I came to cricket late in life. A full grown adult who hadn’t the slightest of knowledge about the game. But that is so utterly rare in sport that it’s almost unheard of.
Sports are, at their core, games for little kids that certain grown ups are able to play for a living. And that’s why we love the sports that we bonded with as children. I grew up around baseball and soccer, so those were the games that formed the core of my athletic fandom.
In other words, convincing grown up American adults to embrace the sport of cricket – or any sport that they didn’t grow up playing – is incredibly difficult. The Olympics are one exception, but that’s only every four years, and between competitions most people could not care less about figure skating, track & field or, say, water polo.
And with that in mind, the only way to grow the game in this country is start at the youth level. Get kids – all kids – playing the game. USACA doesn’t matter. The ACF doesn’t matter. The national team doesn’t matter. What matters is the kids, playing the game, bonding with it, and creating a lifelong love for it.
And that is exactly what’s happening in small pockets all across America. I look at this picture and I get chills:
(More photos and the full story can be found on USYCA’s site.)
You get the kids, and the game gets a solid footing, and from that launching pad anything is possible.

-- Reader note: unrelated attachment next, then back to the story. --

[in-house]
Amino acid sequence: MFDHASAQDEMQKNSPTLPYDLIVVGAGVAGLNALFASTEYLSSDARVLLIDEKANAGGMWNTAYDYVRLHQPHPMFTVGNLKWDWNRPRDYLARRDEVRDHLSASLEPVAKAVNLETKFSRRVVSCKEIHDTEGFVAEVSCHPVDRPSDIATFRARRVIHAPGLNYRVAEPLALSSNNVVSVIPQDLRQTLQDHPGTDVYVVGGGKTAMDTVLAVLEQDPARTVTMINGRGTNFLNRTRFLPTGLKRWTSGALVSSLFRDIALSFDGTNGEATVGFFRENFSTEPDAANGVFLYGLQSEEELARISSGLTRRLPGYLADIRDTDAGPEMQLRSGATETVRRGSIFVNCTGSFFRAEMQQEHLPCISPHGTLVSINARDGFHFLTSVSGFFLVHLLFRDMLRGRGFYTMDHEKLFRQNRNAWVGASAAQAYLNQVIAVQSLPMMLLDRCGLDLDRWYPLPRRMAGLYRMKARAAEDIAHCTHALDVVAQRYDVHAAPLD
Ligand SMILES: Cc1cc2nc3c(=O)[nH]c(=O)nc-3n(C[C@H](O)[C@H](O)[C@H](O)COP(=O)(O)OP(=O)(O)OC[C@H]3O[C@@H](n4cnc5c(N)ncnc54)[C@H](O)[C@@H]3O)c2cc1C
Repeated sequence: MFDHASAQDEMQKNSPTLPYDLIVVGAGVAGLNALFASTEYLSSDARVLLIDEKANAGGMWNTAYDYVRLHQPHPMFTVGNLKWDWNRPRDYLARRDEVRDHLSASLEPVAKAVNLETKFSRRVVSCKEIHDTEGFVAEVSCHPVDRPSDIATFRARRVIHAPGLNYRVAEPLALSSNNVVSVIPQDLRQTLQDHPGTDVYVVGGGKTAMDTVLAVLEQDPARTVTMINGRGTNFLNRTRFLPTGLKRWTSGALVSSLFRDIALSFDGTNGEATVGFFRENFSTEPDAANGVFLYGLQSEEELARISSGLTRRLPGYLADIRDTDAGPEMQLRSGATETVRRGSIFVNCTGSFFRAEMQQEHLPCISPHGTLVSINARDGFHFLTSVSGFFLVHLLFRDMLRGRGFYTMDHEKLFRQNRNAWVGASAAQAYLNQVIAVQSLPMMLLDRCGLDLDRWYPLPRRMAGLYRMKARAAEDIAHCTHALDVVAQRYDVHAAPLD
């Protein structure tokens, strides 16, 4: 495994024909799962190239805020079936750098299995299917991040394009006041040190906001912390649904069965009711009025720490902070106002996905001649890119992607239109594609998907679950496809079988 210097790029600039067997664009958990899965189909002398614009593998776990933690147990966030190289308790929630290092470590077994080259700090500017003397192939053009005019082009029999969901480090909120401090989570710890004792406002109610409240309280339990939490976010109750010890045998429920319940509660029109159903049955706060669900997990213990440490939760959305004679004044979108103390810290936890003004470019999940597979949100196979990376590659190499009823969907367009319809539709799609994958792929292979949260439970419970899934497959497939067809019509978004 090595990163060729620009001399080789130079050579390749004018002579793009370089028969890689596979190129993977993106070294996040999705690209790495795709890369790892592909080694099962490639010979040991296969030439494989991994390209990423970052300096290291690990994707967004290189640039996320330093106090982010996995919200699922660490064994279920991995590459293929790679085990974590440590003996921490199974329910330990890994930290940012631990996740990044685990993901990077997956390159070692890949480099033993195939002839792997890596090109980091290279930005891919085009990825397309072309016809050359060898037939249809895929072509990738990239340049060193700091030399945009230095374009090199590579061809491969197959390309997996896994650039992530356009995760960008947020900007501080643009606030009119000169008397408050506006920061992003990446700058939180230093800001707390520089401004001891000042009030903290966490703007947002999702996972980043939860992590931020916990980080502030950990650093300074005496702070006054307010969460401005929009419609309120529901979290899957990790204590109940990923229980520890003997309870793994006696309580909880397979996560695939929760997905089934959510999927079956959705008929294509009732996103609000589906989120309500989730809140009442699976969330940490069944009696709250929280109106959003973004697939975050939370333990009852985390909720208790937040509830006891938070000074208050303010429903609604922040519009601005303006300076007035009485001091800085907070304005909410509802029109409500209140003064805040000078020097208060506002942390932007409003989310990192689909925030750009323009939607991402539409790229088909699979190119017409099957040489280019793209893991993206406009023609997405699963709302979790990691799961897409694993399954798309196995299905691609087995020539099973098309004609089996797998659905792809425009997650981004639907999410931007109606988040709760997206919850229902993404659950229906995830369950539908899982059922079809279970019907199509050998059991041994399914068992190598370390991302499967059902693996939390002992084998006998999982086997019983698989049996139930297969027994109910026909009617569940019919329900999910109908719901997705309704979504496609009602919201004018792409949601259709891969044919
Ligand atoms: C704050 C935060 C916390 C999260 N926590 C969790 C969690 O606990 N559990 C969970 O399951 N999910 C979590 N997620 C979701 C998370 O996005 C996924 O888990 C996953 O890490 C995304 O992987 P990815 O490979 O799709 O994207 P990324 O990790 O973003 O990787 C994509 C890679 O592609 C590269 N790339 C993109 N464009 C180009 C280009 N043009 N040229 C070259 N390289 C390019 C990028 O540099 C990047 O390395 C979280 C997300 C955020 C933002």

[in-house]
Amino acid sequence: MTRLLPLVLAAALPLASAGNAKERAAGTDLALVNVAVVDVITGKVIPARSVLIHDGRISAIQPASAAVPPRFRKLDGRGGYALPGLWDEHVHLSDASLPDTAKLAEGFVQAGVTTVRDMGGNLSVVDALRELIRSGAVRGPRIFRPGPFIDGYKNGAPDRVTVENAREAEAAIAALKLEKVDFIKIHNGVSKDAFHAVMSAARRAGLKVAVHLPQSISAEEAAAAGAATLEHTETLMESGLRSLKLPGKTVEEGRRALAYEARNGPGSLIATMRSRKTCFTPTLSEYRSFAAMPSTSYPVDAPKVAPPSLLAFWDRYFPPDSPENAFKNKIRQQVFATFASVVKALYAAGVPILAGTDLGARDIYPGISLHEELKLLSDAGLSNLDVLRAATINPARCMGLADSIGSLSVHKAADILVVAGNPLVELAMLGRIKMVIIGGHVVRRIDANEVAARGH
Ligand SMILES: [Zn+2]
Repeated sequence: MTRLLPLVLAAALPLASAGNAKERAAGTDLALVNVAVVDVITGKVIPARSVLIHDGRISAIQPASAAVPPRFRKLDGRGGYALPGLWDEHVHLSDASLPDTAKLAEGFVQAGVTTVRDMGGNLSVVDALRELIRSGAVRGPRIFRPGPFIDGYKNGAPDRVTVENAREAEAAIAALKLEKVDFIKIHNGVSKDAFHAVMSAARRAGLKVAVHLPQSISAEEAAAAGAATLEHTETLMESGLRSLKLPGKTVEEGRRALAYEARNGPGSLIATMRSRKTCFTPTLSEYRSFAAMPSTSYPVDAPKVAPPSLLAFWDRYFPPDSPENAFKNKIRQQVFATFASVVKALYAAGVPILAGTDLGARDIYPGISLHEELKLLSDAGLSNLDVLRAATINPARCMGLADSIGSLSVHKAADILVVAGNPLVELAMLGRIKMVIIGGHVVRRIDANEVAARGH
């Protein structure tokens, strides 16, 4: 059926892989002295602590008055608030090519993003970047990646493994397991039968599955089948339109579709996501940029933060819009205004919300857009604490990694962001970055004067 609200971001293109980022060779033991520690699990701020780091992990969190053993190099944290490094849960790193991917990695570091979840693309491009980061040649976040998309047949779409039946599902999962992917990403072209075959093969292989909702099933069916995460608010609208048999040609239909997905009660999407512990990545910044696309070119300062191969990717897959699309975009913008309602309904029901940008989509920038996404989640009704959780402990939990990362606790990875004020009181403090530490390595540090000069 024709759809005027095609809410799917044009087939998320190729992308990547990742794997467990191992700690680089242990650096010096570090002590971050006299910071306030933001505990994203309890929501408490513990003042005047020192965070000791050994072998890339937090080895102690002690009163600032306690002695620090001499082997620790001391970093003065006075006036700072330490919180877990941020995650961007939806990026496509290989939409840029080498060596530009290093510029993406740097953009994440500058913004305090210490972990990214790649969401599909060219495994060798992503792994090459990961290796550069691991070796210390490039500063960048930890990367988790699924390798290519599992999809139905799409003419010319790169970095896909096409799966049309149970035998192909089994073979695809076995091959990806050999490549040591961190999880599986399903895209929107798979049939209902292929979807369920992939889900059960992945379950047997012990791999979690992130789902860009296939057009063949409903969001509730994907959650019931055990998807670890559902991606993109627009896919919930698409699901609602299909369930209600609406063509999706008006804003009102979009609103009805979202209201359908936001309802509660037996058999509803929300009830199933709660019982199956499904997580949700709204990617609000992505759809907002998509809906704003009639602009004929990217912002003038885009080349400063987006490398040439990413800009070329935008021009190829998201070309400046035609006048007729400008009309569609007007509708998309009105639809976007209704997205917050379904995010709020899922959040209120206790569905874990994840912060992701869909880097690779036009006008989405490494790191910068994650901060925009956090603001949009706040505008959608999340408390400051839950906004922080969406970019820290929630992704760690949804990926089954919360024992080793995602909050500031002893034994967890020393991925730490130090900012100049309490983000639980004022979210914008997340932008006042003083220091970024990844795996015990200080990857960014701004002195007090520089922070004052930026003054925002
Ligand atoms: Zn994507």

Look at what’s happened with soccer. The game was practically non-existent until the mid-1970s in this country. Then parents saw the game as a safe little sport for their kids to play, and all of a sudden every kid in every city in every state was donning shin guards and learning how to execute a throw-in. Fast-forward 30 years and we are all grown up, are getting our kids into the game, and using our incomes to attend matches, fly to Europe and purchase spendy cable packages.
The above is the blueprint for cricket in America. And it shouldn’t be a hard sell. It’s a safe game at the youth level, and with the current backlash against sports where concussions are common (read: all of them), youth cricket is one that parents can feel safe signing their kids up for. And with the “global village” our world has become, a lot of parents want to expose their kids to things are outside of their cultural bubble – cricket is one of those things.
Get the kids into the game, and in just one generation we might have a team at the T20 World Cup. Wouldn’t that be something? I am going to do what I can to make it happen, and you should too.
2 Replies to “Outlier”
If you couple USYCA type activity with Olympic approval, it would really jumpstart the sport. Suddenly it becomes a real sport, kids have something to aspire to, and America really pays attention (and opens her wallet) when there’s potential for Olympic glory.
One important advantage you may have is that cricket won’t be perceived as a ‘boys sport’. Establishing cricket for girls remains a struggle in my part of the world. Another advantage may be the weather – although I don’t know the climate of your part of the U.S. This evening, we face losing to rain the 3rd of 4 weekly junior practice sessions in this the last month of the junior season. Very frustrating.
Look forward to reading more about your experiences.